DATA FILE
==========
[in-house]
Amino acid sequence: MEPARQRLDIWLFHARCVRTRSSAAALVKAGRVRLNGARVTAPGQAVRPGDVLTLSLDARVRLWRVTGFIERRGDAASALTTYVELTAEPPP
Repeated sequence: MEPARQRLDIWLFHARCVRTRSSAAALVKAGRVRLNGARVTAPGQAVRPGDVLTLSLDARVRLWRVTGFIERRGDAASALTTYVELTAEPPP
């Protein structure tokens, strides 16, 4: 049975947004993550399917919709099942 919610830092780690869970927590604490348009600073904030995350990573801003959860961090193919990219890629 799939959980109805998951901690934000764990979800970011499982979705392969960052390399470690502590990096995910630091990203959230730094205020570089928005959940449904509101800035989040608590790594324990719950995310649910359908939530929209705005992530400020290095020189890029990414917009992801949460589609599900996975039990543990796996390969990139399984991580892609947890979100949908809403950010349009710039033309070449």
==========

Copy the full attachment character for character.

[in-house]
Amino acid sequence: MEPARQRLDIWLFHARCVRTRSSAAALVKAGRVRLNGARVTAPGQAVRPGDVLTLSLDARVRLWRVTGFIERRGDAASALTTYVELTAEPPP
Repeated sequence: MEPARQRLDIWLFHARCVRTRSSAAALVKAGRVRLNGARVTAPGQAVRPGDVLTLSLDARVRLWRVTGFIERRGDAASALTTYVELTAEPPP
């Protein structure tokens, strides 16, 4: 049975947004993550399917919709099942 919610830092780690869970927590604490348009600073904030995350990573801003959860961090193919990219890629 799939959980109805998951901690934000764990979800970011499982979705392969960052390399470690502590990096995910630091990203959230730094205020570089928005959940449904509101800035989040608590790594324990719950995310649910359908939530929209705005992530400020290095020189890029990414917009992801949460589609599900996975039990543990796996390969990139399984991580892609947890979100949908809403950010349009710039033309070449």